Dear Clean Reader . . .

Working blue.

There’s a bit of a rumble in the writing community right now over an app called “Clean Reader,” and rightfully so. This app is designed to “prevent swear words from appearing on your screen,” while reading e-books. They promote it by saying, “you decide how books should appear,” which, as a writer, is pretty alarming. As you’ll see in my letter to them below, word choice is a huge part of writing. Using the wrong word can weaken what you’re trying to do, or change it completely. Since we’re dealing with swearing, say you have a character who never swears, and then at one point in the story this character is made so angry by someone that he or she yells, “damn you to hell!” That would illustrate how far this character had been pushed. However, a third party coming in and changing this to “Darn you to heck!” has now completely altered the intention of that line. Not only that, they have done so without the permission of the author, as they do not notify writers if their books are included on the list of books this app can provide. According to one of the articles that they link to on the Clean Reader site, the owners make a commission on any books they sell through the app too. This is super shady.

On the topic of word choices, they say in their FAQ that they have “discussed [the legality of altering book texts on-screen, even if not altering the original files] with several lawyers and they have all agreed that Clean Reader does not violate copyright law because it doesn’t make changes to the file containing the book” That doesn’t fill me with confidence. Did they actually hire these lawyers? I discuss things with people all the time. That’s not the same as paying someone to do due diligence. It’s a strangely casual word choice, and it makes me wonder if they’ve really investigated their legal standing as deeply as they should. If nothing else, it certainly illustrates my point about word choice nicely.

Swears exist. People use them. If you don’t like that, that’s your preference. If a writer has put a swear in a book, they likely had a very good reason to do so. If that upsets you, you can choose to not read the book, or to tolerate the swearing as part of the larger work. (Great works of art can often contain troubling elements – that doesn’t lessen their greatness.) To read a book with any words changed is not reading the book as the author intended, as you’re not reading the same book. And to go and try to impose this on any book you want because you don’t like swearing is another thing completely. To impose this on peoples’ books without their knowledge, and while making money by doing so, takes it even further. This all started because the creators’ daughter is an advanced reader, and read a book intended for an older audience that had some swears in it. Rather than using this to open a dialogue, or perhaps be more involved in their daughter’s reading process, they just decided to pretend swearing doesn’t happen by making it not happen.

Everyone’s values are different. A swear in a book is just a word. I’m fine with swearing, but I don’t care for people changing my words without my knowledge, so I’ve requested to be removed from their app.


To Whom It May Concern,
I have written five books for children, and only one of them contains swears. The sweary book is a book for teenagers. I chose to use swears because the book is about my own experiences as a teenager, and my experience was that teenagers swear. Sometimes a lot. To pretend they don’t is dishonest, and wouldn’t be believable in my story. Kids are smart. They’d know if I was trying to sell them a bill of goods by making everyone in the story speak in a squeaky clean manner.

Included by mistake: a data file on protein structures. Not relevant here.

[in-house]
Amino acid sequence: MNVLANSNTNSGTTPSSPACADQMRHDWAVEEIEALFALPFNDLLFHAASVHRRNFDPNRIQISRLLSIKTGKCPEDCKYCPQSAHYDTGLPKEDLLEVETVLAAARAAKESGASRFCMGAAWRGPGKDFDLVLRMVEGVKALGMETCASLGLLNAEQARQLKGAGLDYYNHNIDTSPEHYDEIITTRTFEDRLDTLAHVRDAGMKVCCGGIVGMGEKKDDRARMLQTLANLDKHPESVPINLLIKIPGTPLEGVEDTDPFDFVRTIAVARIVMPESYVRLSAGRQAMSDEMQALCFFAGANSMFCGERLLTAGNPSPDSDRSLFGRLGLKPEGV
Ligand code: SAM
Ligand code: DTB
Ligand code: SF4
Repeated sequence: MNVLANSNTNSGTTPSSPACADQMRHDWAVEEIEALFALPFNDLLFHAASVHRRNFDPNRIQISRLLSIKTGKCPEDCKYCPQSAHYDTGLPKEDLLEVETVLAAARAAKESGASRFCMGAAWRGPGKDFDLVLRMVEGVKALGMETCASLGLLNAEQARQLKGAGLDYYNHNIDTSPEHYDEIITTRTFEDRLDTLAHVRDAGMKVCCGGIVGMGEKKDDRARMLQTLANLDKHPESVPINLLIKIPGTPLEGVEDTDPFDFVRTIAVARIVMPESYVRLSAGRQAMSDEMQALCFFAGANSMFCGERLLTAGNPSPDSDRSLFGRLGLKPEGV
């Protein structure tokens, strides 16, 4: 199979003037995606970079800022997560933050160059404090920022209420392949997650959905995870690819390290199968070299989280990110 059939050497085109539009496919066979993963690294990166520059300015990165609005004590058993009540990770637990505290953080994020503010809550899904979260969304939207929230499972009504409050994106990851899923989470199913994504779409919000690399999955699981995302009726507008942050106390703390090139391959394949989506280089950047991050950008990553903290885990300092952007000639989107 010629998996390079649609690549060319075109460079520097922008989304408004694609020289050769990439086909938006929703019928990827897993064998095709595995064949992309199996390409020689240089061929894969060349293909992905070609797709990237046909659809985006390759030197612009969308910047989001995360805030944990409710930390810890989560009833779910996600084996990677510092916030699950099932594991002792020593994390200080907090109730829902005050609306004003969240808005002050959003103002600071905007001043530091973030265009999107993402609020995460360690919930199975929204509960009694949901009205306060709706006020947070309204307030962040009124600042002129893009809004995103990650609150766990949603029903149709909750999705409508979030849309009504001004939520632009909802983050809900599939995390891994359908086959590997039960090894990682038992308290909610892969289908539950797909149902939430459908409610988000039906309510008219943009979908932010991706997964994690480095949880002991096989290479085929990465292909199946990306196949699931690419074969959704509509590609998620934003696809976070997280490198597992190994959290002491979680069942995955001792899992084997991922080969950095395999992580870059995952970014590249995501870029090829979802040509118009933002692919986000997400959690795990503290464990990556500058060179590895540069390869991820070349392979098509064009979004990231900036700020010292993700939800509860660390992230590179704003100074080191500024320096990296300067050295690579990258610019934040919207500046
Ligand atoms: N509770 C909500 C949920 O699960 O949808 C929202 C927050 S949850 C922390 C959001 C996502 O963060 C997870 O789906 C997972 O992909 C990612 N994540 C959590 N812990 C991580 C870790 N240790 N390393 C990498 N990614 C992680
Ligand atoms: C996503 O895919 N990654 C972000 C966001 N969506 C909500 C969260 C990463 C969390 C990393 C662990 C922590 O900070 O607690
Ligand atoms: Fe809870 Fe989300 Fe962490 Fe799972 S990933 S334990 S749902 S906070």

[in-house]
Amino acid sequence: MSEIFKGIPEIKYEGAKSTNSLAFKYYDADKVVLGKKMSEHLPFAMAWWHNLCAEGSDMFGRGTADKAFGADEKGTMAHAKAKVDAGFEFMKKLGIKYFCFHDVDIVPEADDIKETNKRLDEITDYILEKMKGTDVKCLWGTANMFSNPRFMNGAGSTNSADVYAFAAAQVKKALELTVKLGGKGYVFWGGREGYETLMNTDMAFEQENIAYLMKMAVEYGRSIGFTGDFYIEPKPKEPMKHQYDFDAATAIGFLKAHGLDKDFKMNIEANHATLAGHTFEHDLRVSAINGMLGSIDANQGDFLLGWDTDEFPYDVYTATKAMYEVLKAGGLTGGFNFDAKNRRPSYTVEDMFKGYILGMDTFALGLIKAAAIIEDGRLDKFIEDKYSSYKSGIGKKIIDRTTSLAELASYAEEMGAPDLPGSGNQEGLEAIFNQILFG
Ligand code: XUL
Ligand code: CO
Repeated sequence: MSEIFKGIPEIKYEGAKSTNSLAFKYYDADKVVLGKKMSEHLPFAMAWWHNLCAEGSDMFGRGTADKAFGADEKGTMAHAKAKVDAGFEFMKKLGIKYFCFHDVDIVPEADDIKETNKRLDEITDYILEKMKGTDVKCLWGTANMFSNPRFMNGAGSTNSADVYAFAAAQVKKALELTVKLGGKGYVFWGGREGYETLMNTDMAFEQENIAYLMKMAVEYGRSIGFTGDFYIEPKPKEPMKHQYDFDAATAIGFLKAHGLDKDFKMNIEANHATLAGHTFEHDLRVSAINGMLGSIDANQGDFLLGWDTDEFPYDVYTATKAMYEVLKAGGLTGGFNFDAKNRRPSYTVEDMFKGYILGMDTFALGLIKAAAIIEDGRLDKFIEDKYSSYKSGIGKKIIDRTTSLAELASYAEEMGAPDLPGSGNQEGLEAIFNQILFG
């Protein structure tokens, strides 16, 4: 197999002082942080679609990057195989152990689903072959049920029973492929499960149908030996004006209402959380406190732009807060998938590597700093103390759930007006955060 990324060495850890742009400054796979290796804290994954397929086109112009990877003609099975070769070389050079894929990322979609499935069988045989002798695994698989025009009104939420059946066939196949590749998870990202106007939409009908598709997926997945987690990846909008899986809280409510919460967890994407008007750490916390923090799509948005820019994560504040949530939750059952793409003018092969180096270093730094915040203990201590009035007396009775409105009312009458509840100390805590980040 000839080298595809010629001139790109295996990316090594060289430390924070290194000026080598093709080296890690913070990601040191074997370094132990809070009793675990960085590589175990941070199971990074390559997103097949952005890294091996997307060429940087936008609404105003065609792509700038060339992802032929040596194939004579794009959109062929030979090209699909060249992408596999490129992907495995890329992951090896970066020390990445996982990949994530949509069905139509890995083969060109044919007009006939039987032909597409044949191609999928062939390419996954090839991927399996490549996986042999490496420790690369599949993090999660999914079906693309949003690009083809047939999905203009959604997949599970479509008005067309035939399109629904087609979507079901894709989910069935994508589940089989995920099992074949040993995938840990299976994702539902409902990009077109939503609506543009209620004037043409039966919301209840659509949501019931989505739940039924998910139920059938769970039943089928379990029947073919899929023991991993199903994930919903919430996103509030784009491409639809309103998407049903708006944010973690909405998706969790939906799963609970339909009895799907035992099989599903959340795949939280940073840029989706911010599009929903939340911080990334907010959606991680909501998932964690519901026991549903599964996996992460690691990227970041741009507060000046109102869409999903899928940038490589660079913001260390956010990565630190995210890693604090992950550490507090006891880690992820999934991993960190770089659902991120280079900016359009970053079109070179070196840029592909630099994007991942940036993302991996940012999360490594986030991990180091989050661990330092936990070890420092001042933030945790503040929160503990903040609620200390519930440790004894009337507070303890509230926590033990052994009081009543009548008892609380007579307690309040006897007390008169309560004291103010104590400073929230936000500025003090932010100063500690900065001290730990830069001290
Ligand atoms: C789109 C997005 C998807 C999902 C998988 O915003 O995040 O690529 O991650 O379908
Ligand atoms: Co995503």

While we’re on the subject of honesty, I don’t know whether or not my books are even listed in Clean Reader, since you don’t feel that it’s necessary to notify authors of their books’ inclusion. Yet you have no problem with censoring their words. (Yes, I know, you leave the original book file intact, but don’t kid yourself into thinking that what you’re doing is anything short of censorship. You are altering, whether permanent or not, the work of authors without their permission because you find certain words they use offensive.) I have not granted you any permission to change my words, and therefore request that you remove my books from your app immediately. If they’re there. Which they may not be. I don’t know.

It’s unfortunate that your daughter had an unpleasant experience with a book containing swears. It’s much more unfortunate that your response was to try to wipe swears out of literature entirely by way of an algorithm. I also teach writing, and something I tend to stress is the importance of word choices. If a writer chooses the wrong word in any given sentence, it can make a huge difference in what they’re trying to say. So I impress upon my students to think about each word they use, and to ask themselves if it is the right one for their intention. I could give you examples, but I don’t think you’re interested in what writers do, unless they swear. A lot of thought goes into writing, and to mindlessly replace words a program thinks is “wrong” with words it thinks is “right” is highly insulting, and negates the time spent writing a book, which can often be years.

We are allowed to disagree. But you are not allowed to alter my writing. Please keep Clean Reader away from any of my existing books. I may write some with swears in the future. Stay away from those too.

Profanely yours,
Erik P. Kraft



The bookstore system powering Clean Reader has pulled out. I just got this email in response to mine:

Here is the post we just sent out via Twitter:

In support of #authors #readers #books everywhere, the @Inktera bookstore system has been pulled from @CleanReader, effective immediately.

Your titles (or any others, for that matter) are no longer available within the Clean Reader app.
Let us know if there is any additional way we can serve you!!

On “Shakey” Ground

I did a school visit at Shaker Lane Elementary in Littleton, MA today. (Shakey is the Shaker Lane mascot. See what I did there?) I talked to the kindergartners and transitional classes, and they were a super enthusiastic and receptive bunch.

school visit photo
“Sorry you guys don’t like funny stories, but that’s all I have.”

I tried to focus a bit on how much revision goes into writing, since one of the teachers had mentioned to me in an email that they were working on this idea in class. Luckily, I tend to revise like crazy, so I had a few things to say.

head changes
Pointing out how Lenny’s head changed from my first drawing of him to the final product. Mel’s head didn’t change as much. It’s always been a bit of a melon, just like my head.